From its origins in groundbreaking research at The University of Queensland, to its use in more than 130 countries worldwide, the Gardasil® cervical cancer vaccine has led to an approximate 90 per cent decrease in the prevalence of human papillomavirus (HPV), the major cause of cervical cancer.

When the research of Professor Ian Frazer and the late Dr Jian Zhou at UQ led to a vaccine for the virus that causes most cervical cancers, they knew the work was going to be transformative.

The result was the vaccine, Gardasil®, designed to protect both women and men against human papillomavirus (HPV).

The Discovery

The Gardasil® story began in 1990 when molecular virologist Dr Jian Zhou joined Professor Ian Frazer at UQ to tackle the problem of developing a vaccine for HPV.

Together they used technology to make virus-like particles that could mimic HPV.

Virus-like particles structurally resemble viruses but are non-infectious because they do not contain any viral genetic material.

HPV is known to cause more than 70 per cent of cervical cancers and 90 per cent of genital warts worldwide.

There are many different types of HPV and most people who carry HPV may not show any signs or symptoms, meaning that they can unknowingly pass the virus to others.

While many people are unaffected and go on to clear the virus, those who do not can develop cervical cancer, precancerous lesions or genital warts.

Cancer of the cervix is a serious disease and the second biggest killer of women worldwide. The Gardasil® vaccine works by introducing virus-like particles into the body, activating the immune response, resulting in protection against future infection from HPV.

Impact

UQ’s technology transfer company UniQuest helped to make Gardasil® available to the world, providing support through a long-running and costly patent dispute.

After almost a decade of sales, Gardasil® continues to dominate the global HPV vaccine market, achieving more than $15 billion in gross product sales between 2007 and 2016.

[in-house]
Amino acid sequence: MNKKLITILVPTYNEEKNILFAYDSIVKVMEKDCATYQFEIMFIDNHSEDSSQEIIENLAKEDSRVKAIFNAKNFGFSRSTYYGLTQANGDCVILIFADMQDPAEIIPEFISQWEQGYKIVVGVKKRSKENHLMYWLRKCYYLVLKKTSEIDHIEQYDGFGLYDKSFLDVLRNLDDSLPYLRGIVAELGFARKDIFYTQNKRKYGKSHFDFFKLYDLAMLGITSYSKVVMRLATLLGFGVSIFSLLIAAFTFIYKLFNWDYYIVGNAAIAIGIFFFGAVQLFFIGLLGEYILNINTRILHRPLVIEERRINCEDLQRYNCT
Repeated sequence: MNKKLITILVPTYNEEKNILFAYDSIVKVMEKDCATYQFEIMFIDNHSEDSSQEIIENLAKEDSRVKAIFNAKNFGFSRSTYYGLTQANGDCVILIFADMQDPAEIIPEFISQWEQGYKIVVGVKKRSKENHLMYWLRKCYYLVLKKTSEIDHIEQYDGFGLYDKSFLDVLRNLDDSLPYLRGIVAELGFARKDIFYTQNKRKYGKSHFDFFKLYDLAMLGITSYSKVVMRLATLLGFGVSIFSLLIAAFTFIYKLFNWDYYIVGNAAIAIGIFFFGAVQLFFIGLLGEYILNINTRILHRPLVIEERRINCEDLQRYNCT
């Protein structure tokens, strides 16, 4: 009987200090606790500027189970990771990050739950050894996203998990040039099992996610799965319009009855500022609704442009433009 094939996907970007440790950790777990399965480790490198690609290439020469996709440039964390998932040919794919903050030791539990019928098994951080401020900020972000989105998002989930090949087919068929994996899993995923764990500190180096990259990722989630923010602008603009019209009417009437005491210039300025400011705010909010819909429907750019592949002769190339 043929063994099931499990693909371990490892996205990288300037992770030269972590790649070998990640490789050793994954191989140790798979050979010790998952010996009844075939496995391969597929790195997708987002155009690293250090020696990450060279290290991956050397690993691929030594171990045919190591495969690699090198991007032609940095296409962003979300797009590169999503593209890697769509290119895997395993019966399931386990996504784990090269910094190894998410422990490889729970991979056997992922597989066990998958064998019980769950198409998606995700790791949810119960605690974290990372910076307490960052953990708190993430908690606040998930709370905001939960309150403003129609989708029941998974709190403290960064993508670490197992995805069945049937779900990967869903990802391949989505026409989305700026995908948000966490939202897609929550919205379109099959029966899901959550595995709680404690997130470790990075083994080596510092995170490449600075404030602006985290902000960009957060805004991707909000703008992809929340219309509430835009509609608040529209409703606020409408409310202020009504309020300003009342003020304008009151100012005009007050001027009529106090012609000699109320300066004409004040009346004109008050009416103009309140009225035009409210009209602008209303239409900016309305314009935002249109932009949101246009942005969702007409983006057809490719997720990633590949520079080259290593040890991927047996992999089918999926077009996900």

Gardasil® is now available in more than 130 countries and more than 200 million doses have been distributed around the world. In addition, the improved Gardasil 9 HPV vaccine, which still relies on the UQ intellectual property, in 2018 secured FDA approval in China and expanded approval in the United States.

Through the implementation of the Gardasil® vaccine, cervical cancer is set to become a rare disease by 2020 and so uncommon by 2028, that Australia is hopeful of becoming the first country in the world to eliminate the disease.

The path to commercialisation and clinical trials

UniQuest filed the initial patent applications in 1991.

Research continued at UQ following the 1991 patent application and, in 1994, UniQuest licensed the intellectual property to CSL Limited in Melbourne, Australia, with the goal of CSL developing the vaccine clinically.

CSL funded further research and development and continued to involve Professor Frazer in the HPV vaccine development.

In 1996, CSL sub-licensed the HPV technology to Merck & Co., Inc. (known as Merck Sharp & Dohme outside the US and Canada), retaining the rights to market the technology in Australia and New Zealand.

In 2005, CSL entered into a cross-licensing and settlement agreement with GlaxoSmithKline (GSK) for its cervical cancer vaccine product, Cervarix®, which also used the UQ technology.

Merck & Co., one of the largest pharmaceutical companies in the world, was an ideal commercialisation partner for the long and large human clinical trials required for the vaccine to be approved for humans.

The phase three clinical trials involved more than 12,000 women aged 16–26, in 13 countries. The result of the trial showed women in the vaccine group had a significantly lower occurrence of high-grade cervical intraepithelial neoplasia related to HPV-16 or HPV-18 than those in the placebo group.

The clinical evidence was so strong that, before the study was completed, it was halted on ethical grounds to enable the young women on placebo to receive Gardasil®.

The Federal Drug Administration (FDA) in the United States approved Gardasil® in 2006 and it was launched onto the global market for human use.

FDA approval for GSK’s Cervarix® followed in 2009.

Professor Ian Frazer innoculating a female student against HPV with then-Queensland Premier Anna Bligh.
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Sector

Health & Science

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Innovator

Professor Ian Frazer
UQ Diamantina Institute

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Overview

A global solution to eradicating cervical cancer

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Commercialisation

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